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Short for Musical Instrument Digital Interface, MIDI is a system that lets an electronic instrument or computer control other instruments. MIDI is largely a set of commands, called MIDI messages, that cause an electronic instrument to play specific sounds at specific times, and also to play those sounds in the style that you dictate. A MIDI instrument functions very much like a player piano, only instead of using a roll of paper with holes punched in it, a MIDI instrument needs a software program or other MIDI instrument to turn its notes on and off. When you record MIDI, you don’t record the sound of the instrument you’re recording—you record the commands that play that instrument in the way you want it to be played. For example, when you press a key on a MIDI keyboard while your Cakewalk software is recording, the software just records the fact that a certain note was pressed and then released—the software doesn’t record the actual sound of the note. When you play back the recording, the software takes control of your MIDI instrument and turns the note on and then off at the same time in the song that you did. MIDI notes can be read and displayed by a music notation program. Digital audio, the sound format used by CDs, Wave files, and MP3s, can not. After you record your MIDI data you can use Cakewalk to convert the MIDI data into digital audio so that you can create CDs, MP3s, or Windows Media files.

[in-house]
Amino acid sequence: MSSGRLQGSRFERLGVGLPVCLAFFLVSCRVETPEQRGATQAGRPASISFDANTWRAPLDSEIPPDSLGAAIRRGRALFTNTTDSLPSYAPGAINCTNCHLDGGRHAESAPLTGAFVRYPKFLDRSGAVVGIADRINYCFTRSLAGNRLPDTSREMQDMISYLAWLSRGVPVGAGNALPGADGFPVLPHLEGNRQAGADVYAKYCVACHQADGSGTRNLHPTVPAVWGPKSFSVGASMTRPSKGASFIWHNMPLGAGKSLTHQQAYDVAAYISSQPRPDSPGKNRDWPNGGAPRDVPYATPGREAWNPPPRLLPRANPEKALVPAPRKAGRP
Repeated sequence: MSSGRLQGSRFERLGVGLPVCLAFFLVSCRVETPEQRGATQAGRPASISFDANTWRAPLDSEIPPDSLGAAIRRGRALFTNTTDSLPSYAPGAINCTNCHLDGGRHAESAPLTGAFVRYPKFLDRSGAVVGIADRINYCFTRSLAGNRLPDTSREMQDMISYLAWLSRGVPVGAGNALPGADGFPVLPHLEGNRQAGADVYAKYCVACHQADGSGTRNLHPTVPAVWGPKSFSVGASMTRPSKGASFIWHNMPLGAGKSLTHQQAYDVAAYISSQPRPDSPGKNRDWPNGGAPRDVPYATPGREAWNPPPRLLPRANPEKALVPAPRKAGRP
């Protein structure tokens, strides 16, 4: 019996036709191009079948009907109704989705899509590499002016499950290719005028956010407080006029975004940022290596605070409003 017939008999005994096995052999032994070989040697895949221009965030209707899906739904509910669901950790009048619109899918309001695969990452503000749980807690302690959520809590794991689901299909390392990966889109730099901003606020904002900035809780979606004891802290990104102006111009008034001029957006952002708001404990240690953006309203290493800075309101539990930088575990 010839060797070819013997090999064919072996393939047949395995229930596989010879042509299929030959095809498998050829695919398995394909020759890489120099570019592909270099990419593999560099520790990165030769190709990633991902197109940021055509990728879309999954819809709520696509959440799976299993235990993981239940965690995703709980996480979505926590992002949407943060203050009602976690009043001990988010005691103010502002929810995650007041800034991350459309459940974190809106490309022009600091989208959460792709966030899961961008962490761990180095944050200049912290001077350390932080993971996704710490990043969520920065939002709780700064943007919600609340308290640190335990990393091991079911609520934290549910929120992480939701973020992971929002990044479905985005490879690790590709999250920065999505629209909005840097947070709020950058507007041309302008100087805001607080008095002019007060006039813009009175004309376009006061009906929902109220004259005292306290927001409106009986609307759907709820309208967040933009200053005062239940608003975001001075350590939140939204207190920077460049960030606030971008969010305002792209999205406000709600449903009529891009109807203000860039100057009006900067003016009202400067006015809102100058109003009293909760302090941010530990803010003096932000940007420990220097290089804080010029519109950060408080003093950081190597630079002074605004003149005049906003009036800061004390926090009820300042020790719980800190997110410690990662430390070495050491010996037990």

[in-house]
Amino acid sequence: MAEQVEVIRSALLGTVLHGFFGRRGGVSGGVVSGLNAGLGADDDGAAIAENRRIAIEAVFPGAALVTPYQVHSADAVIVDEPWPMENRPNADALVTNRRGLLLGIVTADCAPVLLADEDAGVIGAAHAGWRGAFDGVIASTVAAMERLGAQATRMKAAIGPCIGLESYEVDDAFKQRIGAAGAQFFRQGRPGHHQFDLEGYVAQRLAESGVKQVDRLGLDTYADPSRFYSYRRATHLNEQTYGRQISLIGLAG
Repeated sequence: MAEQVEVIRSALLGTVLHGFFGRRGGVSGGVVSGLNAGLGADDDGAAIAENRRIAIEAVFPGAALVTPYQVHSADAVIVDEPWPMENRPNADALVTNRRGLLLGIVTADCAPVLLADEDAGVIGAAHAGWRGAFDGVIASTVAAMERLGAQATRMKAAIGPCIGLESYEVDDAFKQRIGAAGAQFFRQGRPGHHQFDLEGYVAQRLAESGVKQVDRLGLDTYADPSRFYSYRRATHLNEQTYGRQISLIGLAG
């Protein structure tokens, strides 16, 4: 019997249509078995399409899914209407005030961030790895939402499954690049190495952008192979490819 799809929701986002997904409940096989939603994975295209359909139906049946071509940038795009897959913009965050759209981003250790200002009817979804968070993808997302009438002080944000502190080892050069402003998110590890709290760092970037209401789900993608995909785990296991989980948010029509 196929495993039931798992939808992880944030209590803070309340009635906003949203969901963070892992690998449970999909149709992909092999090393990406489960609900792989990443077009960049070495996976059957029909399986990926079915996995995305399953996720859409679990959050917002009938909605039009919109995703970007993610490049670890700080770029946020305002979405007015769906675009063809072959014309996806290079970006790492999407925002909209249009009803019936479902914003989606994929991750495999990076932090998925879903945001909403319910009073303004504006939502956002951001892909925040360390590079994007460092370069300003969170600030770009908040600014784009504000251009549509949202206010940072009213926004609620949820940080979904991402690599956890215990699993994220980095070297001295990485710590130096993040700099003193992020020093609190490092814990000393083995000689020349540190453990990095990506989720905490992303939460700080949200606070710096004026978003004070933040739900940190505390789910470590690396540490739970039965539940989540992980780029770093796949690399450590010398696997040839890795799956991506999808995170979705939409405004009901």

MIDI has advantages and disadvantages when compared to digital audio. MIDI files are much smaller than audio files, since MIDI data is only made up of the commands to play instruments, instead of the actual sound of the instruments themselves. You can usually copy one or more MIDI files onto a floppy disk. You can easily email MIDI files. You can save a MIDI file in a format called a Standard MIDI File, and then open it and use it in many different programs. You can record MIDI music as slowly as you want, and then change the tempo in your software to play it back at any tempo you want. Audio files, however, can only play back at approximately the same tempo they were recorded at without drastically altering the sound quality. It’s easy to edit and transpose MIDI files, since they are so small and you’re just editing commands, not actual sound. MIDI files can be printed out as standard musical notation or lead sheets. It can be harder to make MIDI music sound as natural as audio. If you don’t record MIDI music in real time, it can sound mechanical. Some MIDI instruments, especially some of the acoustic-sounding instruments such as brass, strings, and guitars that you find on the built-in synthesizers of low-priced sound cards, sound artificial. However, percussive sounds usually sound quite good on MIDI instruments, and are much easier to record than a real drum set. You can also play back MIDI data through any number of hardware or software samplers that use recordings (samples) of any instrument you can imagine as sound sources.

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